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Roundtable: Reacting to the Mavericks trading Kristaps Porzingis for Spencer Dinwiddie and Davis Bertans

Dallas Mavericks v Washington Wizards Photo by Stephen Gosling/NBAE via Getty Images

What’s your initial reaction to the trade of Kristaps Porzingis for Spencer Dinwiddie and Davis Bertans?

Matt: It ended up being a case of simply needing to get off of KP’s contract. As high as his ceiling was, having that amount of money invested in a guy you can’t depend on to be on the court just isn’t the path to contention. It’s not all great, though. In Dinwiddie they get a guy who’s best incarnation was as an inefficient volume shooter on the pre-Durant Nets. It’s not a player profile that looks great no matter how much you squint, but Cuban getting the guy he wanted (i.e. the NBA’s leading crypto-enthusiast), is just high comedy.

With Bertans, you get the guy Rick Carlise wanted Porzingis to be in the first place. A big who won’t complain about standing in the corner and stretching the floor by shooting 40% from 3. And you get it without having to cater to all the rest of the baggage that comes with assuaging KP’s need for “more touches” and post ups to keep him engaged. Put together, Dallas isn’t really saving any money, but perhaps two contracts are easier to manage than one, and the hope has to be that at least they can count on these guys to be on the floor for extended stretches.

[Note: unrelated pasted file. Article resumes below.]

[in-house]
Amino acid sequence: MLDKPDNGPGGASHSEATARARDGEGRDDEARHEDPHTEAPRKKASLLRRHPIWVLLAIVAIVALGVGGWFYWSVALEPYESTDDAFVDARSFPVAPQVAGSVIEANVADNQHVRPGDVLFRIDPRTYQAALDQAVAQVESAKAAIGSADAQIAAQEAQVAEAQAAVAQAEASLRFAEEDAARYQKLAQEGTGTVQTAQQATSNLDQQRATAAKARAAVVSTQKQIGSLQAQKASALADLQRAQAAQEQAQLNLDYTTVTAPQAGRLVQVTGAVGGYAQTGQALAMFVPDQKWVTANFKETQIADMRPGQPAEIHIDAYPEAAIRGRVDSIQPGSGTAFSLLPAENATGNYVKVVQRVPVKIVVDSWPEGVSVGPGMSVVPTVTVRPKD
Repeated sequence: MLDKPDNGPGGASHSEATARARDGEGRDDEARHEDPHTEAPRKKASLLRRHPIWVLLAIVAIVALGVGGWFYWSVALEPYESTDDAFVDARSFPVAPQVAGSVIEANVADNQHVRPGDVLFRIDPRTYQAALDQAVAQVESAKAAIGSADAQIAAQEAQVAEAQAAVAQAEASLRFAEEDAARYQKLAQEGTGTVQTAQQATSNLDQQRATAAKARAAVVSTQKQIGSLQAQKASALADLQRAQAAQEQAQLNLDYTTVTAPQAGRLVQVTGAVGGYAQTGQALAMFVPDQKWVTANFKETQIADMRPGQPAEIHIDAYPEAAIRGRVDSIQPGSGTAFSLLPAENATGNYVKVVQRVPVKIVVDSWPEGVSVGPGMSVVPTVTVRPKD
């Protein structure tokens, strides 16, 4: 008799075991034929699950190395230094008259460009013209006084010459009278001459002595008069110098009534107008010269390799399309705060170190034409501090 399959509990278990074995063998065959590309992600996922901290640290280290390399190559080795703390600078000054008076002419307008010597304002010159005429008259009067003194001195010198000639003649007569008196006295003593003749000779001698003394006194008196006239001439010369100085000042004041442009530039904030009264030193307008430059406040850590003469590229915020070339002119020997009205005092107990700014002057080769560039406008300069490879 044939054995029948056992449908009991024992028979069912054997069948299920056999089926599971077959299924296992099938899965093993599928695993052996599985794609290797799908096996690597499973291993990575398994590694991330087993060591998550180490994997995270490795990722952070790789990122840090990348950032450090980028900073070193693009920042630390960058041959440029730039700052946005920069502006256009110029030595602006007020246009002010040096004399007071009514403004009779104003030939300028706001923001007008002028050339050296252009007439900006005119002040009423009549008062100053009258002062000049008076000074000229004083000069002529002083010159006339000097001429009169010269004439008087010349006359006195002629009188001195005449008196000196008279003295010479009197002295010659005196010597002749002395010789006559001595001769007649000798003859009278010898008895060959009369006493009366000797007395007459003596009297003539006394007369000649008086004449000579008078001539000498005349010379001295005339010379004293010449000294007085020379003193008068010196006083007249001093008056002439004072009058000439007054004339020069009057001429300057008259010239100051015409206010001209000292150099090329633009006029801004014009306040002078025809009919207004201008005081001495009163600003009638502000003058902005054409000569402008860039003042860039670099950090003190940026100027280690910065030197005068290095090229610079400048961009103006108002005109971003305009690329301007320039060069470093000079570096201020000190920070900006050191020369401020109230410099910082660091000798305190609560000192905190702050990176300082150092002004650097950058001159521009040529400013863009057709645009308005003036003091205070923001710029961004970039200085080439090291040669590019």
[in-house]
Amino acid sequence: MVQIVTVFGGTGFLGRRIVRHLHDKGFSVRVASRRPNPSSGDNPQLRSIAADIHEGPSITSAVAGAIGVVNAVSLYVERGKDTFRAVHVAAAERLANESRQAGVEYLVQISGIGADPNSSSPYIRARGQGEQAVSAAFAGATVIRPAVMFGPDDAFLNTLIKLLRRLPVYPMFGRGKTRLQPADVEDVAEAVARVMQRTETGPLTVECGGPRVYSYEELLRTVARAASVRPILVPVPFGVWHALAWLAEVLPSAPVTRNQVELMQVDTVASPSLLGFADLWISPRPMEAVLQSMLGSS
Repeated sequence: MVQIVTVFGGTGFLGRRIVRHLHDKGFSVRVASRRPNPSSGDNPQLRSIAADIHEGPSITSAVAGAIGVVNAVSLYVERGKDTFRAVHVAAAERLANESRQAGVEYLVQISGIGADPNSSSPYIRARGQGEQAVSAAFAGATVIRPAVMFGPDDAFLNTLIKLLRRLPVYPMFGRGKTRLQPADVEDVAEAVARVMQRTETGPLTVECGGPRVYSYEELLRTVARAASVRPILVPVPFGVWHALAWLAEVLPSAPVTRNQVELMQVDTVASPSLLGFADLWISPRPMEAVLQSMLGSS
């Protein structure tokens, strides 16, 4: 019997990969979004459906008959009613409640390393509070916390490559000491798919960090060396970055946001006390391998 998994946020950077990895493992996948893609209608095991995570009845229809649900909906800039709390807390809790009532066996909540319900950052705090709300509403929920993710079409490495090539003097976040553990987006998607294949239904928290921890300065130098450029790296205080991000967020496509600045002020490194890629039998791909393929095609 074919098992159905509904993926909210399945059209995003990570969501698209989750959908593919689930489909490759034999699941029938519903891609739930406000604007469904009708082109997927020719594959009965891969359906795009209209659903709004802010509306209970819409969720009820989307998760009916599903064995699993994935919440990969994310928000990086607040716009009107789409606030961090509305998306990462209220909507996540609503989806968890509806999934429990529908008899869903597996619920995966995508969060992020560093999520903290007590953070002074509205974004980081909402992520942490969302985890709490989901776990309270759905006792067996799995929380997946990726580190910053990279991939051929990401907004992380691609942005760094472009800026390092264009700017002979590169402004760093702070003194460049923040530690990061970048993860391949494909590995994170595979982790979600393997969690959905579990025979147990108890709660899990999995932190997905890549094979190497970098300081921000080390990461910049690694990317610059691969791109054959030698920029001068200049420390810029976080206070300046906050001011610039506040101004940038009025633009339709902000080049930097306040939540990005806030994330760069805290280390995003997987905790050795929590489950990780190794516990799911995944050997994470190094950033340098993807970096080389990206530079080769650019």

Ben: I don’t have to think about Porzingis anymore, so that’s a plus. If you enjoy unrealized tantalizing potential and checking injury reports, then you might have enjoyed the Porzingis experience. I did not. I’m not excited about the return of Spencer Dinwiddie and Davis Bertans. But two players on average contracts are easier to trade than one injury prone player on a max contract. And hey, maybe Dinwiddie and Bertans return to their previous play after escaping the quagmire that is the Washington Wizards.